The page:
What is the method they are using?

The next thing is about the running at large - and the part about how a dog being leashed and tethered to you could still be charged with running at large - even though he's really not because he is leashed to you.

It turns out that the city didn't have any way to charge these people who had dogs that were jumping on people and being rude - so they created this section just for that - so in other words - all of these new additions and changes were made in a completely reactionary way.

They weren't made to improve the lives of dogs and their humans and to make a better city for dogs, their owners and the city at large - it was simply to create more laws so that they could people for specific things that they've been having trouble with.

I'm not a lawyer or a rocket scientist, but in my education on these things in the last 15 years, I don't think that's the way you write good legislation.

Another thing is about the new leash law and how it can't be any more than 3 metres or 10 feet. a lot of people use "long leads" or "drag leads" when they are training their dogs - and this will no longer be allowed - they are using it for the safety of their dogs - so that if the dog starts to look like he's going to run - they can step on the lead and catch the dog - it's a vital tool that is now no longer available.

There has been a culture at city hall for many years - as long as I've been involved with dog politics - and that's almost 15 years - that there is no wish for public consultation - it's only staff who make policy, and the policy that they write rarely is positive for dogs and dog owners - it's always a losing situation for us. We have done nothing but lose services in the last 15 years, and that is a shame because we are an exploding community - I wish they'd come to their senses and stop trying to make us disappear and start giving us the services we so desperately need and deserve because after all - we pay the same taxes as everyone else.

To end off - I'm thinking about moving to East Hants, it's not that far from Halifax, and they have a much better bylaw than us.


  1. This comment has been removed by the author.

  2. Maybe your friend should start their own blog, Enya - there's a million dog blogs out there that no one reads. Joan

  3. Hi Joan, great post. Very informative stuff. And I agree. That's not the right way to write legislation. I would be very interested to know the stats on enforcement of these bylaws... Any idea if that stuff is available?

    1. Thanks Halifaxdogmom - it's nice to hear from you!

  4. Joan, thanks for always keeping us informed. The new bylaws are troubling. You make a good point about public consultation. The pet industry is a growing and lucrative industry that provides jobs and valued tax dollars through, pet stores, vets, groomers, daycares, dog walkers, trainers etc. I'd say the city is benefiting far more from dogs than they realize and that consultation with dog owners and professionals would be in their best interest. Those who are making their living from working with companion animals need to be far more vocal on their behalf.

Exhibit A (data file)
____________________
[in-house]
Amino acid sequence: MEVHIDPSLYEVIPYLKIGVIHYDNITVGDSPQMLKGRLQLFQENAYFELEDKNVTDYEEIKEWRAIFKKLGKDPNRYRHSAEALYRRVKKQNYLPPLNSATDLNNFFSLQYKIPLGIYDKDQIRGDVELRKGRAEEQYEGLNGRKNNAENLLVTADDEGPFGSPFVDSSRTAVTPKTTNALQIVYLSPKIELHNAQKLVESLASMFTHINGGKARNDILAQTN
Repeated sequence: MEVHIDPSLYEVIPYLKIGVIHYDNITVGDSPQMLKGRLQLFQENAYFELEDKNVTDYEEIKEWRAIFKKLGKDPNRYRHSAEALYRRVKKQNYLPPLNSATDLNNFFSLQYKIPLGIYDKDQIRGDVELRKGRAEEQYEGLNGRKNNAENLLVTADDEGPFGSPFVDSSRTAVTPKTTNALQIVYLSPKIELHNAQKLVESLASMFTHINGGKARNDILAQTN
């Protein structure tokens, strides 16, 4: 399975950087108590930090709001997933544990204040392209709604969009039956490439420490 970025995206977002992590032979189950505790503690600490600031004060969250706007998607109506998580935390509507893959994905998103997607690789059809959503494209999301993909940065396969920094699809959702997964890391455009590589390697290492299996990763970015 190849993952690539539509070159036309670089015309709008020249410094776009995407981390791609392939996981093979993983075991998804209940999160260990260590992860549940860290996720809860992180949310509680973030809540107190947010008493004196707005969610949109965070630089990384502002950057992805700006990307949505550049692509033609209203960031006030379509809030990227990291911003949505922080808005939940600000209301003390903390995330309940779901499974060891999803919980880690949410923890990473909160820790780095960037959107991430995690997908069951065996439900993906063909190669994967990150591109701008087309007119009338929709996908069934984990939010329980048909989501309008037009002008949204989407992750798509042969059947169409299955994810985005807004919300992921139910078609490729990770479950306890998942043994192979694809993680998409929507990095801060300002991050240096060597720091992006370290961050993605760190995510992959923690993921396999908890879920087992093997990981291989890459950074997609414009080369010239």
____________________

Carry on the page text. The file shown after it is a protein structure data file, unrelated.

5. I'm also concerned that out of fear of needing to "control" their dogs behaviour many well meaning, but misguided dog owners will purchase shock collars. Especially, if they feel they have a neighbour that will put in a barking complaint or if they have a dog that they feel others will react negatively to.

  6. Anonymous11:46 PM

    I am a dog owner. I have owned two rescue dogs. I spent 6 months of intensive training to train my dog to not bark unless there is a reason (ie someone on my property. I have a neighbour who lets their dog out every night between 3am and 5am. The dog barks continuously for the entire time every night (not an exaggeration). I, and other neighbours, have approached this person on several occasions and in a very friendly neighbourly manner tried to reason with them. They just don't care. It is for people like this that the law was changed. You DO NOT have the right to disturb the peace of others whether it is through a barking dog or loud music or partying. Control your dog.

    1. The old bylaw A300 would have dealt with this because your barking neighbour was over the 20 minute threshold and a barking log would have shown that very quickly - the new A700 is overzealous and too broad - just like with loud music and partying - the noise bylaw is the thing that should come into play - I feel very bad for you because you have done things the right way, but A700's new barking section was not necessary for what you are going through - A300 was sufficient for your needs.